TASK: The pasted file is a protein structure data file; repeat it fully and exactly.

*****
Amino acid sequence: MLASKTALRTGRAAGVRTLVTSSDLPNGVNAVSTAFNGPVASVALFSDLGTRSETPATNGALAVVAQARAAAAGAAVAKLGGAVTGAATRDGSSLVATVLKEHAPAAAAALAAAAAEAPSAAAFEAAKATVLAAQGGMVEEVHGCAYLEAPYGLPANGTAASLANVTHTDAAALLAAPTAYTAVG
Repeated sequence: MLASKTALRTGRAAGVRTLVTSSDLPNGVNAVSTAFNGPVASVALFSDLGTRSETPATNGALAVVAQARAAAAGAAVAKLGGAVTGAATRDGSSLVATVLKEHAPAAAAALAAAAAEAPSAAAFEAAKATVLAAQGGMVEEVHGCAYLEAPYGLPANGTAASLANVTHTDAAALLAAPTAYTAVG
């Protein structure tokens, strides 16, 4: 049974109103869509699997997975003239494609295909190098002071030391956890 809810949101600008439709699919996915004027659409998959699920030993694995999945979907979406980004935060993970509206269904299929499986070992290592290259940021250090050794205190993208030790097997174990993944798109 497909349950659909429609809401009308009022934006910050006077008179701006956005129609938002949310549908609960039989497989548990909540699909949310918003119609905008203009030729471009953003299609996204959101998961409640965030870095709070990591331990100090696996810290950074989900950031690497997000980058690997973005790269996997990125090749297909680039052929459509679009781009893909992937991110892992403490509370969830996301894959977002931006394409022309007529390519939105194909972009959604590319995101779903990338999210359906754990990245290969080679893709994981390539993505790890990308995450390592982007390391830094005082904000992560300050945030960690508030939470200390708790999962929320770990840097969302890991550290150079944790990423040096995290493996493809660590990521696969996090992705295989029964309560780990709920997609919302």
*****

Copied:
Amino acid sequence: MLASKTALRTGRAAGVRTLVTSSDLPNGVNAVSTAFNGPVASVALFSDLGTRSETPATNGALAVVAQARAAAAGAAVAKLGGAVTGAATRDGSSLVATVLKEHAPAAAAALAAAAAEAPSAAAFEAAKATVLAAQGGMVEEVHGCAYLEAPYGLPANGTAASLANVTHTDAAALLAAPTAYTAVG
Repeated sequence: MLASKTALRTGRAAGVRTLVTSSDLPNGVNAVSTAFNGPVASVALFSDLGTRSETPATNGALAVVAQARAAAAGAAVAKLGGAVTGAATRDGSSLVATVLKEHAPAAAAALAAAAAEAPSAAAFEAAKATVLAAQGGMVEEVHGCAYLEAPYGLPANGTAASLANVTHTDAAALLAAPTAYTAVG
């Protein structure tokens, strides 16, 4: 049974109103869509699997997975003239494609295909190098002071030391956890 809810949101600008439709699919996915004027659409998959699920030993694995999945979907979406980004935060993970509206269904299929499986070992290592290259940021250090050794205190993208030790097997174990993944798109 497909349950659909429609809401009308009022934006910050006077008179701006956005129609938002949310549908609960039989497989548990909540699909949310918003119609905008203009030729471009953003299609996204959101998961409640965030870095709070990591331990100090696996810290950074989900950031690497997000980058690997973005790269996997990125090749297909680039052929459509679009781009893909992937991110892992403490509370969830996301894959977002931006394409022309007529390519939105194909972009959604590319995101779903990338999210359906754990990245290969080679893709994981390539993505790890990308995450390592982007390391830094005082904000992560300050945030960690508030939470200390708790999962929320770990840097969302890991550290150079944790990423040096995290493996493809660590990521696969996090992705295989029964309560780990709920997609919302």